A few weeks ago, Keith Bell, the author of a sports psychology book titled ‘Winning isn’t normal’ instituted proceedings against Pennsylvania-based King’s College and its sports coach for copyright infringement. What is remarkable about this suit is that it claims the infringement arose from an act of re-tweeting. The original tweet, containing photos (which is arguably copyrightable content) of certain pages of Bell’s book had been posted by a different user, the Northeastern State University Baseball team.
Twitter has general policies in place to cover issues of copyright infringement, trademark infringement, sale of counterfeit goods, impersonation (affecting personality rights), and privacy. When tweets are reported, Twitter has the ability to take several actions including taking down the content, restricting access to the content, suspending (or even terminating) an infringing user’s account, and in some cases, even disclosing the name/user information to the complaining account holder.
What is interesting is that the overall focus of these policies is clearly on tweets, and not on re-tweets. However, when right holders invoke any of these policies, any action Twitter takes against a tweet will affect all re-tweets as well. For instance, Keith Bell had invoked the copyright policy to get the original tweet taken down; the re-tweet against which he has filed this suit were also automatically taken down. Of course, none of the reliefs available to right holders via Twitter’s policies prejudices their claims before courts.
The Bell suit raises several fascinating questions. In this post, I seek to briefly deal with two specific issues: one, are 140-character long tweets capable of copyright protection as ‘original literary works’ in the first place? Two, if yes (and subject to applicable defences) can re-tweeters, who are separated from the primary act of infringement, be held liable?
Broadly, the answer to the first question appears to be in the affirmative in most jurisdictions. In the EU, the Court of Justice has consistently held that even short sentences (therefore including tweets) are capable of copyright protection if they reflect the “author’s own intellectual creation”. In the US, as discussed by IPKat (here and here), while short phrases, names, titles etc. are not protected, a tweet comprising of a complete sentence or a brief statement may be. In India, for a tweet to be copyrighted, the originality standard laid down in EBC v. D.B. Modak would need to be met i.e. the standard in between ‘sweat of the brow’ and ‘modicum of creativity’. Arguably, a tweet that is “different in character, involve[s] some intellectual effort, and involve[s] a certain degree of creativity” would be protected.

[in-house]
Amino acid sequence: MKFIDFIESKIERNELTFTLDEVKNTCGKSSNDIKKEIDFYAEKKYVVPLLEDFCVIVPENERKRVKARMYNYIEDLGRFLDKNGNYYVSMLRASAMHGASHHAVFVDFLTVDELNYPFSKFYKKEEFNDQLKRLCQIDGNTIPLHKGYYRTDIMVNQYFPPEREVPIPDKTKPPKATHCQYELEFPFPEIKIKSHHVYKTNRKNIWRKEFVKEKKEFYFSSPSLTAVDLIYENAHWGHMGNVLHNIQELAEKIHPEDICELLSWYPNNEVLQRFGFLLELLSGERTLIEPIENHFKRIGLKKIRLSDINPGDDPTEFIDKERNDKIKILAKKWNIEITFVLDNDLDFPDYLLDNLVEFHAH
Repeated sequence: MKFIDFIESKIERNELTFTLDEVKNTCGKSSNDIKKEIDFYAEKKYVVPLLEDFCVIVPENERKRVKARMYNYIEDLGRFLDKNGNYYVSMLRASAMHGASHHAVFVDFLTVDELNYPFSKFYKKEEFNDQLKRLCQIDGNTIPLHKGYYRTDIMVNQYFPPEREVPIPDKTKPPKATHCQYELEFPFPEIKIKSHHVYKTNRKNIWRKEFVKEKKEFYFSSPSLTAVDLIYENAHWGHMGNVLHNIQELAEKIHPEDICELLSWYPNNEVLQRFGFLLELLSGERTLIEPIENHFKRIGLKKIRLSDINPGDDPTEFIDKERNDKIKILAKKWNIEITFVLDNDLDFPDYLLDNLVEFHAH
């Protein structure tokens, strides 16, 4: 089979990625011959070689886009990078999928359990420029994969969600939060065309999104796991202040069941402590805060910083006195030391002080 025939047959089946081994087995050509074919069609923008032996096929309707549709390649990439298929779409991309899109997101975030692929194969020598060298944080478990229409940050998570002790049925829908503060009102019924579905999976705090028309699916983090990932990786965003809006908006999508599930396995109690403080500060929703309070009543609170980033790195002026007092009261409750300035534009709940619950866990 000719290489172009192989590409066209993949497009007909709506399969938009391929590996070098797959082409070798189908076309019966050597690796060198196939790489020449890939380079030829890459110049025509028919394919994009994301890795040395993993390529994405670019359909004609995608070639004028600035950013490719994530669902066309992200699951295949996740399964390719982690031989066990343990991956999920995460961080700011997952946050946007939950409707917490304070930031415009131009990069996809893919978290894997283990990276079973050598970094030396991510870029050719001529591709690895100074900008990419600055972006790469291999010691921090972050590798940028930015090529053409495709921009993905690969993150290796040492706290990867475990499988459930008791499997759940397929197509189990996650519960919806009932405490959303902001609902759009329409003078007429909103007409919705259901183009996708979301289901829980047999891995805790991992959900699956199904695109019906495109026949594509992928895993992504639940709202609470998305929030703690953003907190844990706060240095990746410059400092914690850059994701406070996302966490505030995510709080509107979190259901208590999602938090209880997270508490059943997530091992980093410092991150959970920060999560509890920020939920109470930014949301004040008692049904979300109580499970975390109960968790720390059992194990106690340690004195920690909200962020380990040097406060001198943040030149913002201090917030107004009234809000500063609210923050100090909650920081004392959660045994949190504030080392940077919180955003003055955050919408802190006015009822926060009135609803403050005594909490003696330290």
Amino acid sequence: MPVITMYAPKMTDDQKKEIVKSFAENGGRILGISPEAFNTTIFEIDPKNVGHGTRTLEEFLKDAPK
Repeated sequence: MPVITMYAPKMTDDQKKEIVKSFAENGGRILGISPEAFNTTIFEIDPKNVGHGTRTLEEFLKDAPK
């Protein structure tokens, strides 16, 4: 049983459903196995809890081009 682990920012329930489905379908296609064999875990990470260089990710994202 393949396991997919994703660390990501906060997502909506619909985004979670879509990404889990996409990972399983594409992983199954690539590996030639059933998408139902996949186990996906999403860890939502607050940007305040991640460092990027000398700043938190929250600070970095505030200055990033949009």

The second and harder question is whether re-tweeters can be held liable or not. The Court of Justice of the EU has held that hyperlinks which link viewers to infringing content would, subject to certain knowledge requirements on the part of the hyperlinker, amount to communication to the public. In the absence of right-holder consent, it would accordingly amount to copyright infringement (previously covered here). This ruling is therefore certainly capable of covering re-tweets of infringing content.
Under the US Copyright Act, re-tweets would similarly amount to direct infringement as there is reproduction and display of the copyrighted work. More interestingly, it could potentially fall under contributory copyright infringement as well. In 2015, a beverage company was sued for tweeting a slightly tweaked version of a copyrighted photograph to promote its product. The photographer, who held all rights in the photograph, had claimed, inter alia, that the company had committed contributory copyright infringement since it had effectively licensed the image to Twitter, under the site’s terms of service. He had also sued several John Does for contributory infringement for re-tweeting or otherwise sharing the photograph. The case was eventually settled out of court, leaving the question of contributory infringement by re-tweeters unfortunately open.
In India, I see the immediate infringement under Section 51(a)(i) of two rights granted under Section 14(a) of the Copyright Act, 1957 – one, the right to reproduce the work, and two, the right to communicate a work to the public. With respect to the right to reproduce a work, a re-tweet does not merely provide a link to the original tweet; it also reproduces the content of the original tweet. Therefore, where an original tweet reproduces copyrighted content, someone who re-tweets it would be equally liable. This would also amount to a direct communication to the public under Section 2(ff). It is not clear whether the broad EU position on hyperlinks would be followed in India or not; if yes, then a re-tweet of an original tweet that provides links to infringing content would also amount to infringement.
So far in India, retweeting has not yet popped up in the IP sphere. However, in a fascinating coincidence, around the same time as the Bell suit was instituted, the Delhi High Court refused to quash a defamation case against AAP Spokesperson Raghav Chadha, who re-tweeted an allegedly defamatory tweet against Arun Jaitley. The Section 482 petition had been precisely on the grounds that a re-tweet cannot amount to a defamatory statement, and that only the author of the original tweet can be held accountable. Unfortunately for Mr. Chadha, the Delhi High Court was not persuaded. This refusal to quash opens up the Pandora’s box worth of questions on potential liability for re-tweeting. We, on this blog, will be closely following all IP and related developments on this front.
 The Chancellor Masters and Scholars of the University of Oxford v. Narendera Publishing House, 185 (2011) DLT 346